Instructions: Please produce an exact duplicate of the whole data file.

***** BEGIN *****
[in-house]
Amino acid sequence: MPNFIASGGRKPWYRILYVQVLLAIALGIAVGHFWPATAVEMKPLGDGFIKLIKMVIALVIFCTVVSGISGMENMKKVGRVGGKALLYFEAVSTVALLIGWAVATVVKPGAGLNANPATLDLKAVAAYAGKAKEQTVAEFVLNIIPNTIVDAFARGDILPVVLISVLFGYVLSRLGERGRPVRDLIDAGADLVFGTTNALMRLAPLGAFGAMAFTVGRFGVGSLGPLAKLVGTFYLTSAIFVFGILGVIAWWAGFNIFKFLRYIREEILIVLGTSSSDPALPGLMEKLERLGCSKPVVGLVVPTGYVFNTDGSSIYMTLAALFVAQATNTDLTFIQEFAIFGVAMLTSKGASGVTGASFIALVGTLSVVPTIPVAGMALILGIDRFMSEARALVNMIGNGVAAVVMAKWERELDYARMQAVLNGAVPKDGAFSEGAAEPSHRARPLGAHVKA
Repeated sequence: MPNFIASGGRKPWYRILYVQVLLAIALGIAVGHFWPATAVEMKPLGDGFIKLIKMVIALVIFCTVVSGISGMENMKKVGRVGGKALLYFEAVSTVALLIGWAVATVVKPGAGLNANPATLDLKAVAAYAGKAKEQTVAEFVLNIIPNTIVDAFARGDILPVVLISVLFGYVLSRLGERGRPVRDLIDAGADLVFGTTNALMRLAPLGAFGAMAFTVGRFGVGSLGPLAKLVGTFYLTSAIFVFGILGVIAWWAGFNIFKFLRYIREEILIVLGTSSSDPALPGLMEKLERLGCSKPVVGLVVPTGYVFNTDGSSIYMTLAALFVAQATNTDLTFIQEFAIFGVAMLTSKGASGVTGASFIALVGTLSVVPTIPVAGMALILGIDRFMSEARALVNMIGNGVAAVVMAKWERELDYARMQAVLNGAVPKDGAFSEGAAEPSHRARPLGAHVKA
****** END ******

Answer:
[in-house]
Amino acid sequence: MPNFIASGGRKPWYRILYVQVLLAIALGIAVGHFWPATAVEMKPLGDGFIKLIKMVIALVIFCTVVSGISGMENMKKVGRVGGKALLYFEAVSTVALLIGWAVATVVKPGAGLNANPATLDLKAVAAYAGKAKEQTVAEFVLNIIPNTIVDAFARGDILPVVLISVLFGYVLSRLGERGRPVRDLIDAGADLVFGTTNALMRLAPLGAFGAMAFTVGRFGVGSLGPLAKLVGTFYLTSAIFVFGILGVIAWWAGFNIFKFLRYIREEILIVLGTSSSDPALPGLMEKLERLGCSKPVVGLVVPTGYVFNTDGSSIYMTLAALFVAQATNTDLTFIQEFAIFGVAMLTSKGASGVTGASFIALVGTLSVVPTIPVAGMALILGIDRFMSEARALVNMIGNGVAAVVMAKWERELDYARMQAVLNGAVPKDGAFSEGAAEPSHRARPLGAHVKA
Repeated sequence: MPNFIASGGRKPWYRILYVQVLLAIALGIAVGHFWPATAVEMKPLGDGFIKLIKMVIALVIFCTVVSGISGMENMKKVGRVGGKALLYFEAVSTVALLIGWAVATVVKPGAGLNANPATLDLKAVAAYAGKAKEQTVAEFVLNIIPNTIVDAFARGDILPVVLISVLFGYVLSRLGERGRPVRDLIDAGADLVFGTTNALMRLAPLGAFGAMAFTVGRFGVGSLGPLAKLVGTFYLTSAIFVFGILGVIAWWAGFNIFKFLRYIREEILIVLGTSSSDPALPGLMEKLERLGCSKPVVGLVVPTGYVFNTDGSSIYMTLAALFVAQATNTDLTFIQEFAIFGVAMLTSKGASGVTGASFIALVGTLSVVPTIPVAGMALILGIDRFMSEARALVNMIGNGVAAVVMAKWERELDYARMQAVLNGAVPKDGAFSEGAAEPSHRARPLGAHVKA